Hornbill Unleashed

December 27, 2009

An Iban political fable

Filed under: Alternatives — Hornbill Unleashed @ 12:01 AM
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Bunga Pakma

Many of us are now in “python mode,”  digesting our Christmas meals.  This is no time for anything except quality entertainment.  I’m giving you a story I translated into English from Iban a long time ago. The authour is Mr Andria Ejau, who wrote the first Iban novel.  Andria Ejau died in 1989.

This story was published in 1968 as a children’s book, with lots of illustrations, by the excellent Borneo Literature Bureau.  It’s a political fable.  I have learned that the Orang Asli also tell this story.  I believe this story will resonate as true among Urban folk as well as Forest folk.


Aji Bulan, The Moon Rat

The Meeting.

All the animals held a meeting to discuss making a boat. The council met in the secondary jungle. First of all they looked for someone who would be the chief. One by one the animals were asked, but each said he didn’t know how. From one to the next, each said he didn’t want to. Finally Aji Bulan, the moon rat, said that he would be the leader, and so he was. He stood on top of a stump, and waved his paw to order all the animals to be silent. He spoke.

“All of us will dig it out together. Don’t cheat your friend, work as hard as you can. Bring your own beliong, parang and food. If it isn’t done in one day, it’ll be done in two. If it isn’t done in two days, then in three. Don’t stop for nothing before we’re done. Enough talk. Tomorrow we all get down to it.”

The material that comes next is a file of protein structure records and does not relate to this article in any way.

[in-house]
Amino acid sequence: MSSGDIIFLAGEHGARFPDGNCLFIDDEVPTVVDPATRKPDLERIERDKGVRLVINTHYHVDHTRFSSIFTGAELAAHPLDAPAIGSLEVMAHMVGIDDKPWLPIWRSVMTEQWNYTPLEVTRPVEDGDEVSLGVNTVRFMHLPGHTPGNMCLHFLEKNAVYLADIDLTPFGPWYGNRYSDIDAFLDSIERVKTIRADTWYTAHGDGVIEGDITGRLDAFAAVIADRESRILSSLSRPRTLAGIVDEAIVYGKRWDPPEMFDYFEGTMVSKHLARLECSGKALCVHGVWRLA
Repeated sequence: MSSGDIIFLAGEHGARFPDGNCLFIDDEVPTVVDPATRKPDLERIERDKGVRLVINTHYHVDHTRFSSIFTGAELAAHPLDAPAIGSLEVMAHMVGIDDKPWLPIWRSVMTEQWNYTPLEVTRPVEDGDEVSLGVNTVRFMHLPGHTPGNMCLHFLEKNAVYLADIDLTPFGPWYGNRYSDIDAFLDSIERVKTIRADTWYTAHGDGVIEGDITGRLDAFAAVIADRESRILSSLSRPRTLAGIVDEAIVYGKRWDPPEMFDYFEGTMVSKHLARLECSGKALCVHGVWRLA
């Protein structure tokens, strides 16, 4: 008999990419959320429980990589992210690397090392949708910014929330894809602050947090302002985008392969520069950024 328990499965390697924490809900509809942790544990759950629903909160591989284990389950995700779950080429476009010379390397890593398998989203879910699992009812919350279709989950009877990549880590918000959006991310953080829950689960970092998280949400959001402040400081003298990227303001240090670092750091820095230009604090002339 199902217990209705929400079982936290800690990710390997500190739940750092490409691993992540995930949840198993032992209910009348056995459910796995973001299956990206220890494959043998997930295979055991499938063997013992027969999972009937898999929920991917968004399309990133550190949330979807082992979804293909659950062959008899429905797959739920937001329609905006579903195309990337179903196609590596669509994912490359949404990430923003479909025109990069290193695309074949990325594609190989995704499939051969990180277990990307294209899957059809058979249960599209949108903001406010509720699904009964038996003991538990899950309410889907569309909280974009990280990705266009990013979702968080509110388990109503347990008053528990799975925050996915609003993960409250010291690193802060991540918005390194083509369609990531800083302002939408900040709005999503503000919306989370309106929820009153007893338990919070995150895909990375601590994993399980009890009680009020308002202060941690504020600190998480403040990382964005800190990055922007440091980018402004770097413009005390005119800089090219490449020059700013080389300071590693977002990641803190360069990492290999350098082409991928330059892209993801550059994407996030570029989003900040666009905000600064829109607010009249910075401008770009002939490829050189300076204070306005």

The meeting ended, the animals went back home.

Aji Bulan Comes Late.

The other animals came early. Only Aji Bulan had not arrived.

“That Aji is really late,” said Mousedeer.

“I think he overslept,” said Rat. “I myself woke real early. I wrapped up a lump of belachan that I stole from a human being last night.  I brought it for lunch,” said he.

After a long time, Aji Bulan showed up. As soon as he arrived, he pointed at the tree he had chosen to be cut down and hollowed out into a perau. The tree trunk was so big that two human beings couldn’t hug it.

Starting Work.

They built a platform around the tree. Elephant raised the platform because he was the strongest. Bear climbed up and wanted to claw a hole in the tree, but Aji Bulan told him not to. Monkey then climbed up chopped at the tree.

“Don’t try too hard now, Sambi [“cousin”],” said Mousedeer. “Leave some for us!”

They continued felling. When one animal got tired, another took his place. At noon they stopped for lunch. With a lot of crackling and rustling Rat unfolded his package of belachan.

“That wrapped-up thing smells really strong,” said Monkey.